Panel Recommends First COVID-19 Vaccines Go to Health Care Personnel, Nursing Homes

By Zachary Stieber
Zachary Stieber
Zachary Stieber
Zachary Stieber is a senior reporter for The Epoch Times based in Maryland. He covers U.S. and world news.
December 2, 2020Updated: December 2, 2020

An advisory committee on Tuesday said the first COVID-19 vaccines should go to health care workers and residents of long-term care facilities.

The Advisory Committee on Immunization Practices voted 13-1 in a meeting to decide what recommendations to give to the Centers for Disease Control and Prevention (CDC) for how the first vaccines are distributed.

The committee is made up of medical and public health experts who develop recommendations on the use of vaccines. COVID-19 is the disease caused by the CCP (Chinese Communist Party) virus.

Panel members said the early distribution reflects how health care personnel are at risk of contracting the disease because of their work in facilities that care for COVID-19 patients, and the fact that the elderly are one of the groups most likely to suffer from severe cases of the disease.

There are approximately 21 million health care personnel in the United States and about three million people living in long-term care facilities like assisted living places, according to federal data. The latter group is part of the approximately 53 million adults 65 years and older in the United States.

Officials with Operation Warp Speed, the federal government effort to speed up the development of COVID-19 vaccines, estimates that there will be approximately 40 million doses of the vaccine available in December. Because each person is being dosed twice, that leaves about 20 million being vaccinated this month.

Each population, such as health care personnel, will not be vaccinated entirely before moving onto other groups, panel members said.

Epoch Times Photo
Medical workers deliver a patient to the Maimonides Medical Center in Brooklyn, New York City, on Dec. 1, 2020. (Spencer Platt/Getty Images)

Other groups being considered for early vaccines were workers in so-called essential industries and people at high risk because of serious underlying health conditions.

Goals outlined by the advisory committee last month include decreasing death and serious disease as much as possible, preserving the functioning of society, and increasing the chance for everyone to enjoy health and well-being. The committee has four ethical principles guiding its decision-making process: maximizing benefits and minimizing harms, mitigating health inequities, promoting justice, and promoting transparency.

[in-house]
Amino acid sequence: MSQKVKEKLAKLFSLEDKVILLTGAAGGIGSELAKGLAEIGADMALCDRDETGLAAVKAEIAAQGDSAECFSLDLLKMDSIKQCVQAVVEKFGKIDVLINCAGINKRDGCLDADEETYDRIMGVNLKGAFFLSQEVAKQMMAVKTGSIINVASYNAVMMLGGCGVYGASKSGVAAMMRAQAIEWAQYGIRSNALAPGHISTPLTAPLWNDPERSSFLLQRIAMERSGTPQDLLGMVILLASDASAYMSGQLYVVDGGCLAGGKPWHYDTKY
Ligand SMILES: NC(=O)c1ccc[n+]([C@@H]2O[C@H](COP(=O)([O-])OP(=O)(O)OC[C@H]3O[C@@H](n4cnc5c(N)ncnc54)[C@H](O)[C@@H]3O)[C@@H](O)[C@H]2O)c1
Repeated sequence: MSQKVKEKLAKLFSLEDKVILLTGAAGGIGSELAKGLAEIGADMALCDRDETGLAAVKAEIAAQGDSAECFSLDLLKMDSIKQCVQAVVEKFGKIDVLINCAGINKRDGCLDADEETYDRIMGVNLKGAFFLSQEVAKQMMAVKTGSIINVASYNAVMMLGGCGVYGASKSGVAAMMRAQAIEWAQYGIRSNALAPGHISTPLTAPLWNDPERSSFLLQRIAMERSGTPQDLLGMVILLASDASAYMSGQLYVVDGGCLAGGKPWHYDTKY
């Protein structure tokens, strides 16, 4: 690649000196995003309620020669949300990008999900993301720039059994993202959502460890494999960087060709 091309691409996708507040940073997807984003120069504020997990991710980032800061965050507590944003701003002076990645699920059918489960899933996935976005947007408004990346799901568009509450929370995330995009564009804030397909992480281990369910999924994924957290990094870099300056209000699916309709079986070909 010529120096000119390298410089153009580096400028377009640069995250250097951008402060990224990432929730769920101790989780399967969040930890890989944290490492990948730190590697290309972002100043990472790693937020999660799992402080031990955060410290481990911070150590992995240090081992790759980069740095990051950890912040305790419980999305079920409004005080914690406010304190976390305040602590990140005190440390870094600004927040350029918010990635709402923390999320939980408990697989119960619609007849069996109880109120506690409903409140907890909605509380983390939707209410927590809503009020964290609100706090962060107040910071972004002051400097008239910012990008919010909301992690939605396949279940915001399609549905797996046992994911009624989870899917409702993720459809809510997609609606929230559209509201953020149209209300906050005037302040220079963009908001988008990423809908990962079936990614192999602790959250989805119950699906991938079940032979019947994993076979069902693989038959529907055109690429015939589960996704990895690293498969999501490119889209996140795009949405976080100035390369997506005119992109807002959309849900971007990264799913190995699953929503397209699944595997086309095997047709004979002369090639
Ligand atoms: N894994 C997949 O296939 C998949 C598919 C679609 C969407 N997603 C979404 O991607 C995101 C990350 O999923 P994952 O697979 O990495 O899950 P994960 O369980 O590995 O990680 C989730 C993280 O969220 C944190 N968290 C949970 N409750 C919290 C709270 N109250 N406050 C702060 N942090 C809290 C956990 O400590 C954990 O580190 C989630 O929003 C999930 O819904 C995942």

Panel members said the health care personnel group was high in the first three principles. Liaisons also highlighted the importance of vaccinating that group first.

“Amongst state public health officials, there is pretty strong support for vaccinating health care workers,” Marcus Plescia, chief medical officer of the Association of State and Territorial Health Officials, told the committee.

“Health care workers not only are in contact with lots of people, they’re also in contact with people who are very vulnerable,” he added.

Panel members expressed concerns about public backlash to the vaccines if elderly who get them end up dying, but ultimately decided to include the subset of the elderly in the first phase of the vaccine rollout.

Essential workers, such as firefighters, teachers, and farmers, were pushed by some members as the next group to receive vaccines, meaning they won’t get them until next year. The other groups, adults with high-risk medical conditions and adults 65 or older, were placed after that in one slate of recommendations.

Ambulance staff prepare to transport a patient
Ambulance staff prepare to transport a patient from the Life Care Center nursing home where some patients have died from COVID-19 in Kirkland, Wash., in a file photograph. (Jason Redmod/AFP via Getty Images)

“I think that the initial rollout of this vaccination program will set the tone. And I think if we’re serious about valuing equity, that we need to have that baked in early on in the vaccination program,” Dr. Bell Beth of the University of Washington said during the meeting.

“These essential workers are out there putting themselves at risk to allow the rest of us to socially distance and they come from disadvantaged populations, they live in disadvantaged communities, and recognizing that not all of them may want to be vaccinated at this stage, we need to provide them with the opportunity early on in the process,” she added.

The panel won’t decide on which groups come after long-term care facility residents and health care personnel until a future meeting.

Vice President Mike Pence told a press conference in Washington last month that he foresaw the first Americans to receive vaccines as “those most vulnerable and those that are providing health care to the American people.” Pence heads the White House Coronavirus Task Force.

The committee met as the Food and Drug Administration weighs whether to approve emergency use of two COVID-19 vaccines, one from Massachusetts-based Moderna and the other from New York-based Pfizer.

The United Kingdom on Wednesday approved Pfizer’s vaccine.

Dr. Anthony Fauci, director of the National Institute of Allergy and Infectious Diseases, told WNBC on Tuesday that the recommendations would play a big role in what the CDC ultimately decides.

“I think the people of New York need to realize that even though the CDC will make recommendations based on the advice they got from the committee, the ultimate decision of how it’s distributed in the various batches that come through, is to the local officials,” Fauci said.